Students view tragedy from afar


Students view tragedy from afar


SEVILLE, Spain - The news of the 33 deaths in Blacksburg, Va., on Monday spread a sobering cloud over the UNC students studying in this traditional Spanish city.

Here, where the streets still shut down for the sacred midday siesta, students have pulled themselves away from the news on their computers and have begun to speak with foreign friends and host families about the Virginia Tech shootings.

In places around the world, UNC students are seeing the foreign reaction to the violence at home.

Some of the 436 University students abroad have found that the attacks did not surprise their non-American acquaintances as much as they surprised themselves.

"This has happened so many times in the U.S.," said Kristin Haug, a student from Oslo, Norway, in reference to the Columbine shooting. "It's just so weird that it's still so easy to get a weapon."

Her friends, all Norwegians in Spain for the semester, nodded in agreement outside the school building they share with UNC students.

International media have spotlighted the shootings. On Wednesday, two days after 23-year-old senior Cho Seung-Hui opened fire on Va. Tech's campus, the events were still on the front pages of newspapers in Paris, Dublin, London, Israel, Turkey, Dubai and Iran.

But the impact has not resounded with most foreigners in the same way it's hit Americans abroad. Norwegian students here called the shootings, with no intentional callousness, "typically American."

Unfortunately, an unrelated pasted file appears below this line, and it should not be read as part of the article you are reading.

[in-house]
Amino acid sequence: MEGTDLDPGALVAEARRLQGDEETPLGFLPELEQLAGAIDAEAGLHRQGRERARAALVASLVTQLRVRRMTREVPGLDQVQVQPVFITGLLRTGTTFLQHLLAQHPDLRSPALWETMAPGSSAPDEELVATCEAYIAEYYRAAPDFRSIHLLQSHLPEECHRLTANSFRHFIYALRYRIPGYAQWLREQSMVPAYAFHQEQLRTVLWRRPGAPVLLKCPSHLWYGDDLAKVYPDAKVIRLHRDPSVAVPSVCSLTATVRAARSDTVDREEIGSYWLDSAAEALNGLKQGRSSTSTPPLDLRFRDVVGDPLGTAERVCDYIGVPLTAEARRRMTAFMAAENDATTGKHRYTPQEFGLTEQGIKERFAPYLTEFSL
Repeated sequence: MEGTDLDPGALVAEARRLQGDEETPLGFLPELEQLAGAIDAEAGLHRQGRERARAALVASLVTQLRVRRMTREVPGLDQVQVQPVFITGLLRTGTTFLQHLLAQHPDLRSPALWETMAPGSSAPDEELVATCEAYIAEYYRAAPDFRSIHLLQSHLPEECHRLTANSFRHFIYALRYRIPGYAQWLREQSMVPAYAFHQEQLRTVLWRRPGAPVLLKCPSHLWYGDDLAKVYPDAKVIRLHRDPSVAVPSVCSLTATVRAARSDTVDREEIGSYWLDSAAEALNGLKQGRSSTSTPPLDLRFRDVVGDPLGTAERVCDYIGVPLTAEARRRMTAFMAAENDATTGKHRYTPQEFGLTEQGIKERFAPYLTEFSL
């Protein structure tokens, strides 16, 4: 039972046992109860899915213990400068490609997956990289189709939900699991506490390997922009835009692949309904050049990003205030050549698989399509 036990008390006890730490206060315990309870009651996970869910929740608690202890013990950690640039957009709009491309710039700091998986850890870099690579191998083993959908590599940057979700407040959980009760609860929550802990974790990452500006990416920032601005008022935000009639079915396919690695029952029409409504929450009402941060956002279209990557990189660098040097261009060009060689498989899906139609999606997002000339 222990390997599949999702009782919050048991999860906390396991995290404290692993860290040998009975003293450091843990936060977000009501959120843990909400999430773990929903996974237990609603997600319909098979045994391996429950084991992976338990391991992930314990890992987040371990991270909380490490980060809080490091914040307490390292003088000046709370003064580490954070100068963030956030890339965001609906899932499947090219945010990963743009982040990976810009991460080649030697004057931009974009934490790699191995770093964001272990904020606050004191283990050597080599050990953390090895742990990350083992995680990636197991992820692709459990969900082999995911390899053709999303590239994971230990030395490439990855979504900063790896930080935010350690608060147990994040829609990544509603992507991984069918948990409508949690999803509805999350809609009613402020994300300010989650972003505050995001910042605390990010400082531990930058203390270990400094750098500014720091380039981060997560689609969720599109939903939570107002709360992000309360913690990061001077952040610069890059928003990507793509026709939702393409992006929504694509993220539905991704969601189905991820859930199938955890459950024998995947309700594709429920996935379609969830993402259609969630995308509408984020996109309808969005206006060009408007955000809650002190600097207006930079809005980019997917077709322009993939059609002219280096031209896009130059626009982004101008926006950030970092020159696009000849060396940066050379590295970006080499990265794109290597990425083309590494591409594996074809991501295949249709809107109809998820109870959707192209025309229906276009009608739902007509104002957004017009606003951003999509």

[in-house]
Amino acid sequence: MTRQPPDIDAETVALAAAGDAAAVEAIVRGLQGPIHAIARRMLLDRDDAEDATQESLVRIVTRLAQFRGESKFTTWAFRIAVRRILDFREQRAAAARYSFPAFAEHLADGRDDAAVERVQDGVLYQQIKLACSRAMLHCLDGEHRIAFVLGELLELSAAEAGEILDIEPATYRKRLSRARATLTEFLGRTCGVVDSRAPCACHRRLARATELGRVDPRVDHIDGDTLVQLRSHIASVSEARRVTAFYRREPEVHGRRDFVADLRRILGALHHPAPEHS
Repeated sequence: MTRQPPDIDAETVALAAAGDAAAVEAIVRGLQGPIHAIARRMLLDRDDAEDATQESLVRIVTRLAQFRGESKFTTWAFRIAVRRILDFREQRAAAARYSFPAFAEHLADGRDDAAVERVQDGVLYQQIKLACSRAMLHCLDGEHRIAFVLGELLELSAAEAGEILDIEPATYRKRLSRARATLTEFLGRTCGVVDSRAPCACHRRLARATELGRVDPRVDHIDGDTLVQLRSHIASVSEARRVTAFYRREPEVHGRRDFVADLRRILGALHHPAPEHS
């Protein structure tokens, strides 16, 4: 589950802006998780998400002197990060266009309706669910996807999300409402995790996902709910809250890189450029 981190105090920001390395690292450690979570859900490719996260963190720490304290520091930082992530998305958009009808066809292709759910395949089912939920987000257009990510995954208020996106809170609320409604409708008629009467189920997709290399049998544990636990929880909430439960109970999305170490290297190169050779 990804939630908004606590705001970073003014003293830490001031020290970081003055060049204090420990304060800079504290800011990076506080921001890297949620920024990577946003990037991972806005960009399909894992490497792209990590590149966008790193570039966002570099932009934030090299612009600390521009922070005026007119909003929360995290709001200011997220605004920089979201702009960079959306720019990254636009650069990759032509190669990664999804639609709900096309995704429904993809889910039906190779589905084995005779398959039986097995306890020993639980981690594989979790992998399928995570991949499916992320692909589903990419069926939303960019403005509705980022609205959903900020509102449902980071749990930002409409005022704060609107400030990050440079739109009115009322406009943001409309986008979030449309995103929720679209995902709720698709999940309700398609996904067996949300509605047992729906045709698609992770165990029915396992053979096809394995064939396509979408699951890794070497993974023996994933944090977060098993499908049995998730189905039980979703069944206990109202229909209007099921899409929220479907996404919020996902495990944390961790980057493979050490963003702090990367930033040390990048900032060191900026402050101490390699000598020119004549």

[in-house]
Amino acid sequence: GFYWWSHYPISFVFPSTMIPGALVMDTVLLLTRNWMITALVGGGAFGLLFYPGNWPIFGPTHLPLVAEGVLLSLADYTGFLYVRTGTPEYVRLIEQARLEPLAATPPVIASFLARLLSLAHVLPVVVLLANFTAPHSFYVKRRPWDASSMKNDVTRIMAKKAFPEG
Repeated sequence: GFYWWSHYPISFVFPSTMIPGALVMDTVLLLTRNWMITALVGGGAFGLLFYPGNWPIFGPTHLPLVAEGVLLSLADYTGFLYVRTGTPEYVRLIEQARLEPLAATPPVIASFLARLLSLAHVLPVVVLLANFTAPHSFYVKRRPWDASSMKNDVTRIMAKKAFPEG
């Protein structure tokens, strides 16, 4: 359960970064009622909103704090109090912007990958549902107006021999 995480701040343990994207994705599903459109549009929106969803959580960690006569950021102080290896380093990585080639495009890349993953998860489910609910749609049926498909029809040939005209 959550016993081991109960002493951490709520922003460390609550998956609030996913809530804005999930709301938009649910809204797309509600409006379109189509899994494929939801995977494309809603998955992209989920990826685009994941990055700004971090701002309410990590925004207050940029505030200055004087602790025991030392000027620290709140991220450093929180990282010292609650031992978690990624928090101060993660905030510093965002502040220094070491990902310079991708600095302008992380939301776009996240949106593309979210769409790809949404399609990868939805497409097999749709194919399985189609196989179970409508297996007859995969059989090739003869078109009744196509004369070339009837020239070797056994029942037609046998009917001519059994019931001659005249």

Michael Turner, a junior from Elizabeth City, first heard of the shootings when he turned on Al Jazeera in Jordan. He stated in an e-mail that local coverage depicted the violence as part of a trend.

"I don't expect it comes off that way in American media, and it certainly doesn't in my mind," he stated.

UNC sophomore Rosanne Niforos, a former advertising representative for The Daily Tar Heel, was in Puebla, Mexico, when she saw news about the shootings online. Lacking her cell phone, she waited for a friend at Va. Tech to change his status to show he was safe.

Now Niforos is watching the reaction on her Mexican campus. Much of the student community there has used the incident to examine U.S. policies in general.

"There are already posters up on campus with pictures of Va. Tech victims being carried out of Norris Hall and then an image superimposed next to it of President Bush, dressed in militant clothes, bullets and a machine gun," she stated in an e-mail. "I haven't seen many of those, but they are there."

UNC students have said non-Americans have asserted that this type of shooting could not happen in their home country. Some, like the Norwegian students, blamed U.S. gun control laws and pointed out that in many European countries, citizens cannot own handguns and that in some places, even police officers do not carry guns.

On, a poll of the day asked readers if there should be more gun control in the U.S. As of Wednesday morning, 93 percent of the 5,790 responders said "yes."

"When people here see this happen, they're really shocked," Spaniard Celeste Castellanos Calvo said. "They see it as an American thing."


Original Source: <a href=>Daily Tar Heel - April 19, 2007</a>


Julie Turkewitz


Daily Tar Heel




Sara Hood


Kevin Schwartz <[email protected]>




Julie Turkewitz, “Students view tragedy from afar,” The April 16 Archive, accessed September 22, 2017,